Our Sedra addresses an event that was wondrously terrifying and terrifyingly wonderful. The Israelites stood at the foot of Mount Sinai, newly escaped from slavery in Egypt. They had already been the victims of a vicious attack by Amalek on their way to the mountain, and yet they trusted in the God of Moses, the God before Whose power the Reed Sea was divided.
The Midrash struggles to portray the scene, to find words that can somehow describe the ineffable. We are taught that the voice of God thundered out to the people from the south and then from the north and then from the east and then from the west. Everywhere the people turned there was the Source of the divine imperative.
We are further taught that as God spoke each person seemed to hear the words differently. When God speaks, God speaks to each of us individually. When God speaks, we hear the voice of God shaped and tempered by our own strengths, by our own needs, by our own yearnings.
Yet another Midrash declares that every true prophet who was ever to live received her or his message on that day. And every teacher who was ever to teach Torah received her or his teachings on that day. All of Jewish wisdom, our system of ethics as well as all of the greater and lesser issues of the Halacha– all were contained not only in the words themselves but in the spaces between the words.
“Now Mount Sinai was all in smoke, for Adonai had come down upon it in fire; the smoke rose like the smoke of a kiln, and the whole mountain trembled violently. The blare of the horn grew louder and louder.” (Exodus 19:18-19).
We are taught that nature itself was transformed as God began to speak. We are taught that all of human history was forever changed as the Divine words were uttered. And as the first aspects of Revelation were completed, our ancestors cried out: NA’ASEH! “All that Adonai has spoken we will do.” (Exodus 19:8).
But the Torah goes on to tell us that as God began to speak the people fled in terror and begged Moses to hear the words directly and let them hear the words of God only as mediated through their leader.
If the giving and receiving of Torah is so frightening and difficult, what happens if we really accept the Torah? What happens if we really take the burdens of Torah seriously? What happens if the demands of Torah require us to change our behavior, to act in ways that differ dramatically from the normal course of our lives? Former slaves had to take upon themselves the responsibility of moral decision-making. Of course they were frightened.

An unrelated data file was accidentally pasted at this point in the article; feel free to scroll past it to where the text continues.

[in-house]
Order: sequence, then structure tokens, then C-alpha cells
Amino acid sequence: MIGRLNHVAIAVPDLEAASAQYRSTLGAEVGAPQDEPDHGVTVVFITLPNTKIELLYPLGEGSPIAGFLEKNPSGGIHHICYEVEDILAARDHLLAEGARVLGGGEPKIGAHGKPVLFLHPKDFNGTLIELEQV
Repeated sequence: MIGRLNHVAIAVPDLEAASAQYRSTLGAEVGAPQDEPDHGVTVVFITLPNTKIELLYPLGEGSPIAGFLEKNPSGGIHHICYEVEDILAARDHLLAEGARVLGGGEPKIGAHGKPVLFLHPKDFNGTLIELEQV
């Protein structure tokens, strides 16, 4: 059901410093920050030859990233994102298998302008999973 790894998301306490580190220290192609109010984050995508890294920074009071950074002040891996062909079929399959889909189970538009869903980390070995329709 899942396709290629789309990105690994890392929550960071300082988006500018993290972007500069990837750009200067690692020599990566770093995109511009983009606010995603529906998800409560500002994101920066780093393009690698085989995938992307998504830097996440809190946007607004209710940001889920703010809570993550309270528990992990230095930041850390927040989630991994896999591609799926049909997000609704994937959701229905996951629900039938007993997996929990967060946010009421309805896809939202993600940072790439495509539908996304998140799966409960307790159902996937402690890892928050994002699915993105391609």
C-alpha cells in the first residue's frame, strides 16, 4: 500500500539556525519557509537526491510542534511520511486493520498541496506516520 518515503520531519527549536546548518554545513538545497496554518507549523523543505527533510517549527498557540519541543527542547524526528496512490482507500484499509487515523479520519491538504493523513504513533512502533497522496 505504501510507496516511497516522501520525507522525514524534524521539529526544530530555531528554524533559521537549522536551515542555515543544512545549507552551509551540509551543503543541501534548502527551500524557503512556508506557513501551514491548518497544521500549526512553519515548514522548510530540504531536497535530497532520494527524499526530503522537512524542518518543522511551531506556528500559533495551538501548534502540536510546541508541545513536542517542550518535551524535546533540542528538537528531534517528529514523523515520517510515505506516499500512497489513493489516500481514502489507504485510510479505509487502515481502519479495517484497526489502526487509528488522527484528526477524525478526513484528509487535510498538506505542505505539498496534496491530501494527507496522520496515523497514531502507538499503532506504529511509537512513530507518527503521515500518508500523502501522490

But what about us? What really happens to us if we choose to accept the moral and ethical teachings of the Torah? What really happens to us if we pay more than lip service to the core teachings of our heritage? What if we allow our consciences to demand that we match our actions with the words we honor?
During the Fried Leadership Conference Legislative Body meetings, we will consider Social Justice resolutions. Will each of us strive to ACT on our moral statements, or will social justice be forever locked within the lifeless words of resolutions? Will the demand for equal pay for women remain a mere footnote in our lives, something which we would delight to show others but which imposes no real burdens upon us? Will the drive to empower women be something which we celebrate each time we gather as women, but which is not then reflected in the work of our hands and in the passion of our hearts? Affordable housing is certainly something which all of us will embrace. But will affordable housing be something to which we will actually dedicate ourselves and our own communities? We know that child marriage is opposed to our vision of what humanity is all about. But will we delay human redemption because those who practice child marriage are not easily visible to us so that we have no need to act?
Of course the Israelites accepted with joy that with which they were presented at Mount Sinai. And of course the Israelites trembled in fear about what Torah really commanded of them.
We all started our journey as Jewish women standing together at Sinai. We all trembled with fear. And we all rejoiced. But now we must move beyond promises toward concrete efforts to make our world worthy of God’s presence. This is our personal commitment. This is our commitment to our sisterhood community. This is our commitment as leaders.
See you in Nashville!
Resa S. Davids is the vice president of ritual at University Synagogue in Los Angeles, California. Resa is corresponding secretary for WRJ Pacific District, a founding chair of WRJ-Israel, and a WRJ Board Member. Resa is also a co-chair for Fried Leadership Conference 2018.